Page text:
The pilot had a history of coronary artery disease for which he had angioplasty and a stent placement in 2004, subsequent to which he was evaluated and granted a special issuance of a medical certificate by the FAA. In March 2009, the pilot was admitted to the hospital with chest pain and underwent angioplasty and a second stent placement on March 24, 2009. While hospitalized, he was diagnosed with an abnormal heart rhythm, paroxysmal atrial fibrillation, with heart rates up to 135. He was placed on a blood thinner (warfarin) to reduce his risk of stroke from the condition. His cardiologist noted, on April 10, 2009, that the pilot “theoretically could be on just an aspirin a day.” On that visit, the pilot’s medications were noted to be atorvastatin, clopidogrel (for a month), niacin, metoprolol, aspirin, and warfarin. Warfarin was noted to have been discontinued on April 17, 2009.

An autopsy was performed at the State of Utah, Office of the Medical Examiner. The condition of the remains did not permit the evaluation of any potential abnormalities in the heart or brain. Local toxicology testing on vitreous fluid was negative for volatiles, including ethanol. No other toxicology testing was performed.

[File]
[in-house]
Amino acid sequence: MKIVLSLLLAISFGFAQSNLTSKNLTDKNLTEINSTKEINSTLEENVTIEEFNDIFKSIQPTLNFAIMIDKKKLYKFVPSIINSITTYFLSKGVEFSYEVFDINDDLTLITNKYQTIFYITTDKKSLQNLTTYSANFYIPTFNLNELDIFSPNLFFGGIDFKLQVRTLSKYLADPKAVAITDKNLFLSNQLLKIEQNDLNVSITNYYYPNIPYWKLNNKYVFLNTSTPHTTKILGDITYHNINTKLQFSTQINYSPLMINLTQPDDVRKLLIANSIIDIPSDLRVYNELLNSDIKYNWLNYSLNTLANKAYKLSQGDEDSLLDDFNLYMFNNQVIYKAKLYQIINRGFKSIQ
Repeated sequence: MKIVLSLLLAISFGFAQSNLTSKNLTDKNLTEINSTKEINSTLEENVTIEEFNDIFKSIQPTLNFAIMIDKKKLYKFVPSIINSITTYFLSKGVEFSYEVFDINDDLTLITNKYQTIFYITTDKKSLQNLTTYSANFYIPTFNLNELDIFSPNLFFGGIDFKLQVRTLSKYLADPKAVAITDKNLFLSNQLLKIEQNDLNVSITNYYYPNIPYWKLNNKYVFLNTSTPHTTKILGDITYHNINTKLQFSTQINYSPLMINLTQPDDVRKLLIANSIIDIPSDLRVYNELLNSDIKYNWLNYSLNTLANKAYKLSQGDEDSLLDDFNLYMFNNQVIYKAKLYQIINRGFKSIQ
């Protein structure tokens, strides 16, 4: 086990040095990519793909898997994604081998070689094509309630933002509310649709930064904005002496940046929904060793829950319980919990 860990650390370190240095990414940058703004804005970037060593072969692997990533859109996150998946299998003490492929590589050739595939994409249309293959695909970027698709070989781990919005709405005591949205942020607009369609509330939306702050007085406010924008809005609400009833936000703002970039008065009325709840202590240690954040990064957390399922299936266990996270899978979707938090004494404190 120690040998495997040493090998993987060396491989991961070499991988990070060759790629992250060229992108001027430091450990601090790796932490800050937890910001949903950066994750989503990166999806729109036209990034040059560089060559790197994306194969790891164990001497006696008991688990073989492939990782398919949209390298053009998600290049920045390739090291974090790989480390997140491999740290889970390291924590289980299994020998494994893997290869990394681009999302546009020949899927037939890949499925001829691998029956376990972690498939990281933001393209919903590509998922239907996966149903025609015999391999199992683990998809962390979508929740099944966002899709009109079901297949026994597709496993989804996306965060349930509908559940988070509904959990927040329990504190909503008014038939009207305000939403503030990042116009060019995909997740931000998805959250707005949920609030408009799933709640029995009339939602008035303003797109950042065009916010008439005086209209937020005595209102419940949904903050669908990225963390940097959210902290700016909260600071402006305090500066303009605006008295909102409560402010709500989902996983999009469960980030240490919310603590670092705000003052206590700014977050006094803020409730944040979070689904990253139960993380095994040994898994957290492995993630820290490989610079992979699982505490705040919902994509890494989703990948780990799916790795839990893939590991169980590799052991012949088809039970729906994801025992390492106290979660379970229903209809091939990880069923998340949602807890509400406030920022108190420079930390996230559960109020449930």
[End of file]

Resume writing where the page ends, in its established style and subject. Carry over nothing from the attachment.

The wreckage was extensively damaged by impact forces. All of the control surfaces, or portions of them, were identified in the recovered wreckage. The wings remained attached at their center connection pins, although the fuselage structure had broken away. Each wing was fractured at its midsection and in multiple pieces. The rudder cables were continuous from the base of the rudder to the rudder pedals. The horizontal stabilizer and elevator had separated from the empennage. The aileron and flap controls had separated at the center section. Both spoilers were intact and not extended. The canopy release handle was found loose within the recovered wreckage. The canopy latching pins were bent. The engine had broken away from the remainder of the wreckage. The propeller had separated from the engine. No pre-impact mechanical anomalies were identified during the examination.